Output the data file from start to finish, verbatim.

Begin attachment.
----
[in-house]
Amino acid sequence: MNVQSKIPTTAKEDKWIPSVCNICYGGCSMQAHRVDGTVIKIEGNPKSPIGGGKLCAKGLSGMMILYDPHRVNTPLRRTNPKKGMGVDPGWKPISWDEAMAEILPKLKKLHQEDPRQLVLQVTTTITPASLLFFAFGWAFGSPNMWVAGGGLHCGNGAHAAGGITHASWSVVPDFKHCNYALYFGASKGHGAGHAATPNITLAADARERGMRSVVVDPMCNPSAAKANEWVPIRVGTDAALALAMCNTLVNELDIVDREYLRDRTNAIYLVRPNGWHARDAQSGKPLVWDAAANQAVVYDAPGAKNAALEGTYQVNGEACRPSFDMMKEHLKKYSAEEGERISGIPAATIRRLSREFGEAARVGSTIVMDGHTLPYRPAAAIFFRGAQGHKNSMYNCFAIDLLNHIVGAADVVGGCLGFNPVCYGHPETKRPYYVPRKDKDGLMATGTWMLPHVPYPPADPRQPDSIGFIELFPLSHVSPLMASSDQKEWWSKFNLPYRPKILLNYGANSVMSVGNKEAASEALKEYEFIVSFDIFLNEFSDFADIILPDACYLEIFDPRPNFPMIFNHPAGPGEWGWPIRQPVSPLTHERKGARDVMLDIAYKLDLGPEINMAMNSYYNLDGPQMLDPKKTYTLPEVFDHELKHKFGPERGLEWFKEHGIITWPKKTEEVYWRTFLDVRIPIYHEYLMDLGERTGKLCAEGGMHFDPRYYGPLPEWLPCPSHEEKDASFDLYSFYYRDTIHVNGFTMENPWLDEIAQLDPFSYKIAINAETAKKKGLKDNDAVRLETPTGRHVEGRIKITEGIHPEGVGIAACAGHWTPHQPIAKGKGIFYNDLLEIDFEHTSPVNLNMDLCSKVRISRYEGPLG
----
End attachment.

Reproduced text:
[in-house]
Amino acid sequence: MNVQSKIPTTAKEDKWIPSVCNICYGGCSMQAHRVDGTVIKIEGNPKSPIGGGKLCAKGLSGMMILYDPHRVNTPLRRTNPKKGMGVDPGWKPISWDEAMAEILPKLKKLHQEDPRQLVLQVTTTITPASLLFFAFGWAFGSPNMWVAGGGLHCGNGAHAAGGITHASWSVVPDFKHCNYALYFGASKGHGAGHAATPNITLAADARERGMRSVVVDPMCNPSAAKANEWVPIRVGTDAALALAMCNTLVNELDIVDREYLRDRTNAIYLVRPNGWHARDAQSGKPLVWDAAANQAVVYDAPGAKNAALEGTYQVNGEACRPSFDMMKEHLKKYSAEEGERISGIPAATIRRLSREFGEAARVGSTIVMDGHTLPYRPAAAIFFRGAQGHKNSMYNCFAIDLLNHIVGAADVVGGCLGFNPVCYGHPETKRPYYVPRKDKDGLMATGTWMLPHVPYPPADPRQPDSIGFIELFPLSHVSPLMASSDQKEWWSKFNLPYRPKILLNYGANSVMSVGNKEAASEALKEYEFIVSFDIFLNEFSDFADIILPDACYLEIFDPRPNFPMIFNHPAGPGEWGWPIRQPVSPLTHERKGARDVMLDIAYKLDLGPEINMAMNSYYNLDGPQMLDPKKTYTLPEVFDHELKHKFGPERGLEWFKEHGIITWPKKTEEVYWRTFLDVRIPIYHEYLMDLGERTGKLCAEGGMHFDPRYYGPLPEWLPCPSHEEKDASFDLYSFYYRDTIHVNGFTMENPWLDEIAQLDPFSYKIAINAETAKKKGLKDNDAVRLETPTGRHVEGRIKITEGIHPEGVGIAACAGHWTPHQPIAKGKGIFYNDLLEIDFEHTSPVNLNMDLCSKVRISRYEGPLG